Court en banc holds:
Forck’s conduct, which can be remedied by education and is unlikely to reoccur, warrants an extended term of probation. Forck admits he violated Rule 4-1.1 (competence) and Rule 4-1.5 (fees) in representing certain clients. In the joint stipulation, the parties suggest that application of the applicable standards of the American Bar Association (ABA) and this Court’s rules justify continuing Forck’s probation because the circumstances and factors connected with his earlier issues have changed. The record contains evidence of both aggravating and mitigating circumstances.
Forck’s misconduct arose out of negligence instead of intent to violate the rules and take advantage of his clients. While he knowingly promoted himself and his firm as having expertise in elder law, estate planning and Medicaid litigation, he did so on the misguided, unprofessional practices of the attorney whose practice he took over and the support staff he retained. Forck admits he naively relied on these persons due to their extensive experience in the elder law field. When he learned of the complaints against him, he discharged the support staff and now completes all the legal work himself. Further, all three requirements of Rule 5.225(a)(2)(A-C) to make an attorney eligible for probation have been demonstrated here. He has not committed any misconduct warranting disbarment. It is unlikely he will harm the public during his extended probationary period, as he has maintained his sobriety since 2007 and has undertaken steps to improve his practice. His new relationship with a mentor who is a well-respected elder law attorney and who has agreed to monitor and supervise Forck personally and professionally, his attendance at professional education classes, and reporting requirements will remedy the prior misconduct and permit Forck to perform legal services and practice law in the future without causing the courts or profession to fall into disrepute.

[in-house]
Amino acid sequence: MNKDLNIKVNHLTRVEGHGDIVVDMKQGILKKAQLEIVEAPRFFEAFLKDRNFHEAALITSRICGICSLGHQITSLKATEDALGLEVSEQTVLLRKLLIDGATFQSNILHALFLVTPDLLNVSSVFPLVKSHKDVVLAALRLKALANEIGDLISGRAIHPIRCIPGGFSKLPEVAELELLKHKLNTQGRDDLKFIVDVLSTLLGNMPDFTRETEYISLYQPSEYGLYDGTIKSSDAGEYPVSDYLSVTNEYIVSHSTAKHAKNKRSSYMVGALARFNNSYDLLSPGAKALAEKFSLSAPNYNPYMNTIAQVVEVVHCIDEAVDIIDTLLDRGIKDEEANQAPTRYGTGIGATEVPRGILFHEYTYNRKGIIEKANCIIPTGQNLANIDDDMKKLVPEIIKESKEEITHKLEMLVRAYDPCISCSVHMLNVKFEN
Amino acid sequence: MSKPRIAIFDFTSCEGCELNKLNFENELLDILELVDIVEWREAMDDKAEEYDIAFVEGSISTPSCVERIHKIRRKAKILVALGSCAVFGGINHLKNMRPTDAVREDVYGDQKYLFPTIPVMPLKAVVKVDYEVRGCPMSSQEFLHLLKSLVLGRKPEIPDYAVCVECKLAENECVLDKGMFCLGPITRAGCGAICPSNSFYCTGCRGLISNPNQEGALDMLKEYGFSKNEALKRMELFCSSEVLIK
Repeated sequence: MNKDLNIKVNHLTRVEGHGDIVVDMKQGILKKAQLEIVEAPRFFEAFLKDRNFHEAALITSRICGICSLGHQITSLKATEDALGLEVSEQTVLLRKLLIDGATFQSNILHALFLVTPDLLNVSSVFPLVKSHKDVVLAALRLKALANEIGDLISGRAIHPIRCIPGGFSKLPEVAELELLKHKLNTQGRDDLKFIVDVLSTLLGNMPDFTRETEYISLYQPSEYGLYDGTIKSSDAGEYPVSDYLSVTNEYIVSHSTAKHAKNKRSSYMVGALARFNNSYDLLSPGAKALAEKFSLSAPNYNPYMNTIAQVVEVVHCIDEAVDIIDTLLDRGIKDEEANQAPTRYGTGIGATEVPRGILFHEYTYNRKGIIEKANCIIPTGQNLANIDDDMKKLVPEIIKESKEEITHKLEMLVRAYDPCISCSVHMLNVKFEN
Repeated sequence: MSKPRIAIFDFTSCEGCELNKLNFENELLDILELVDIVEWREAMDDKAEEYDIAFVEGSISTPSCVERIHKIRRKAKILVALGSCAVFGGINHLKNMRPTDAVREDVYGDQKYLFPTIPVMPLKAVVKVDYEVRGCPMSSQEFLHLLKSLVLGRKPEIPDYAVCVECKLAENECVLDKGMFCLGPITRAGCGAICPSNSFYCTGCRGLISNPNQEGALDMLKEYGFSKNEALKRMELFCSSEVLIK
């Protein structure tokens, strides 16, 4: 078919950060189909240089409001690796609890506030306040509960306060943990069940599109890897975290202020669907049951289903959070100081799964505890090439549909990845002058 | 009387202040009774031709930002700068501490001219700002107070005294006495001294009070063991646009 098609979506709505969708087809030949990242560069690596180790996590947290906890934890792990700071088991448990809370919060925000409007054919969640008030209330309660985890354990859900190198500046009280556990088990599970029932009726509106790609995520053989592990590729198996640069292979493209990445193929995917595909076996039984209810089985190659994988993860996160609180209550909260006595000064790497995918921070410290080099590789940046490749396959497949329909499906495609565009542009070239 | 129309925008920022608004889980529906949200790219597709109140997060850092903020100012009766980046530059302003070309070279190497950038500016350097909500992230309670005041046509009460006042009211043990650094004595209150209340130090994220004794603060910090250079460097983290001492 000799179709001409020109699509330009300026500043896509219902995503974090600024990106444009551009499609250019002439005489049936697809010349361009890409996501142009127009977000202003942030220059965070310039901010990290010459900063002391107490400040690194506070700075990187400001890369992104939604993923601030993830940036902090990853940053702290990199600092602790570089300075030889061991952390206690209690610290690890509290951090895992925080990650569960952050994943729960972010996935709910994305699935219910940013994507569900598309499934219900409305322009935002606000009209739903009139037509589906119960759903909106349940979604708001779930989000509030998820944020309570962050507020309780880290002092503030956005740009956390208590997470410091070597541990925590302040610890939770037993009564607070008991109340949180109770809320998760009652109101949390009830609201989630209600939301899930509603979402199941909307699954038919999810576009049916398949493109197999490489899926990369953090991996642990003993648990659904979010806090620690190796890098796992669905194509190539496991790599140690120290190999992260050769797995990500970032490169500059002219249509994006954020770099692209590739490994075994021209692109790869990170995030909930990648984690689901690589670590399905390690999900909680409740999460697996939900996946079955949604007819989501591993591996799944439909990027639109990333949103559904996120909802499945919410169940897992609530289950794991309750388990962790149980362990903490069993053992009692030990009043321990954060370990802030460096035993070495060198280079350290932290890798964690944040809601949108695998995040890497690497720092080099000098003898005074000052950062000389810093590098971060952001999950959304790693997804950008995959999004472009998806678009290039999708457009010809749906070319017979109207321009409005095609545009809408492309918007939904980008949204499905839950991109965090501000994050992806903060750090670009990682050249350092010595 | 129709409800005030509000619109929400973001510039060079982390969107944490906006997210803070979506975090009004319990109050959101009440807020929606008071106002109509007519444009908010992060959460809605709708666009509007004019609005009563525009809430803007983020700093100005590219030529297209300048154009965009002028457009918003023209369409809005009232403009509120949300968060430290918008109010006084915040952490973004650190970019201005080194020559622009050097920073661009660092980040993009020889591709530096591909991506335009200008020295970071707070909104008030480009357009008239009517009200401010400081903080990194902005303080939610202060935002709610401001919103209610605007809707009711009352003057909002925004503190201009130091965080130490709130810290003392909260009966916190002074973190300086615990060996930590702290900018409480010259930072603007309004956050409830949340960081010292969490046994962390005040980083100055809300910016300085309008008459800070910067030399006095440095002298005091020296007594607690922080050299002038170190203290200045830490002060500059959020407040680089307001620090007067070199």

This Court applies progressive discipline when sanctioning attorneys who commit misconduct. While Forck already has received the benefit of an extended probationary period, and the Court could impose the stayed suspension, the chief disciplinary counsel’s recommendation to extend the terms of probation, adding conditions, does impose additional sanctions on Forck and is permitted by the guidelines to the ABA standards and Rule 5.225(f)(2). Moreover, allowing Forck to remain on probation provides him an opportunity to receive additional education, monitoring and support that will improve his law practice and better serve and protect his clients in the future and enables him to make full restitution payments to his harmed clients.
Dissenting opinion by Judge Fischer: